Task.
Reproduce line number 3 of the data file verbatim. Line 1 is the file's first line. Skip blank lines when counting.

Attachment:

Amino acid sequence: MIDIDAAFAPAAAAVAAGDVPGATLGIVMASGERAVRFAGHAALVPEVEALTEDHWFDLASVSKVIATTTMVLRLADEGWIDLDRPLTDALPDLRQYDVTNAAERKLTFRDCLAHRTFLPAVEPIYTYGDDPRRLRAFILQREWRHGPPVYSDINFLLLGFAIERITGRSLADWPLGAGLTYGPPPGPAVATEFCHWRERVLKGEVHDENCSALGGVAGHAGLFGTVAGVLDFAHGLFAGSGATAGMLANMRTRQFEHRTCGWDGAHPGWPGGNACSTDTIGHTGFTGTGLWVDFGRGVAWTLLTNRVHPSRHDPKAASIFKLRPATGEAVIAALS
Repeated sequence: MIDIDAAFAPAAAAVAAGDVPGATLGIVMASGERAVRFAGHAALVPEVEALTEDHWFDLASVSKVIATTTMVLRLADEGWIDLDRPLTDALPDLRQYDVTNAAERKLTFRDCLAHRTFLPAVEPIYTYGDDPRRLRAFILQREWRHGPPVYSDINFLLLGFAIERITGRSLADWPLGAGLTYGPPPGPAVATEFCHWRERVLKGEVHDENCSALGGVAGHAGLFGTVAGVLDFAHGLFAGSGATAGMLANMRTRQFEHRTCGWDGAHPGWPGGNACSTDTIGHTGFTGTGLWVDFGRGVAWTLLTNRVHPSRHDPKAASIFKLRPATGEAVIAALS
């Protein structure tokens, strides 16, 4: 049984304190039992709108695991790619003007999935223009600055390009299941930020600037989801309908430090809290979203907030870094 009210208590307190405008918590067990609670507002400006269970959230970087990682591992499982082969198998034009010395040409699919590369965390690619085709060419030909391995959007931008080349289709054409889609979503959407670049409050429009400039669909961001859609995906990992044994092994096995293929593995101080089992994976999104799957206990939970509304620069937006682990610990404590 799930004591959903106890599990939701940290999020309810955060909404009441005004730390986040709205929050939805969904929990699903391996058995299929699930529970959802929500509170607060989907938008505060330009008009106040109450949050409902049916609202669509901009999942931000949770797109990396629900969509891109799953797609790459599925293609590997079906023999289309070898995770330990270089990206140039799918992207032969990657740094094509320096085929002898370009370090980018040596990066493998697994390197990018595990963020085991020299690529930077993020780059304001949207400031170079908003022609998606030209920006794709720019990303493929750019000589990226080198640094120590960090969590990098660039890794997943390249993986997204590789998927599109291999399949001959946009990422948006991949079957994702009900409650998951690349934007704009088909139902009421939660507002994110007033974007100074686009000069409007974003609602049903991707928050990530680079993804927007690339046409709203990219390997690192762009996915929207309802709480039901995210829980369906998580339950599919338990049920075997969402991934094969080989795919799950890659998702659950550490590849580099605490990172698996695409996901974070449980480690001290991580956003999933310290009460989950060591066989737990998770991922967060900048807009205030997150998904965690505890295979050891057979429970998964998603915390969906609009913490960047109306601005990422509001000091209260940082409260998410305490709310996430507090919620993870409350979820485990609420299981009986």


């Protein structure tokens, strides 16, 4: 049984304190039992709108695991790619003007999935223009600055390009299941930020600037989801309908430090809290979203907030870094 009210208590307190405008918590067990609670507002400006269970959230970087990682591992499982082969198998034009010395040409699919590369965390690619085709060419030909391995959007931008080349289709054409889609979503959407670049409050429009400039669909961001859609995906990992044994092994096995293929593995101080089992994976999104799957206990939970509304620069937006682990610990404590 799930004591959903106890599990939701940290999020309810955060909404009441005004730390986040709205929050939805969904929990699903391996058995299929699930529970959802929500509170607060989907938008505060330009008009106040109450949050409902049916609202669509901009999942931000949770797109990396629900969509891109799953797609790459599925293609590997079906023999289309070898995770330990270089990206140039799918992207032969990657740094094509320096085929002898370009370090980018040596990066493998697994390197990018595990963020085991020299690529930077993020780059304001949207400031170079908003022609998606030209920006794709720019990303493929750019000589990226080198640094120590960090969590990098660039890794997943390249993986997204590789998927599109291999399949001959946009990422948006991949079957994702009900409650998951690349934007704009088909139902009421939660507002994110007033974007100074686009000069409007974003609602049903991707928050990530680079993804927007690339046409709203990219390997690192762009996915929207309802709480039901995210829980369906998580339950599919338990049920075997969402991934094969080989795919799950890659998702659950550490590849580099605490990172698996695409996901974070449980480690001290991580956003999933310290009460989950060591066989737990998770991922967060900048807009205030997150998904965690505890295979050891057979429970998964998603915390969906609009913490960047109306601005990422509001000091209260940082409260998410305490709310996430507090919620993870409350979820485990609420299981009986």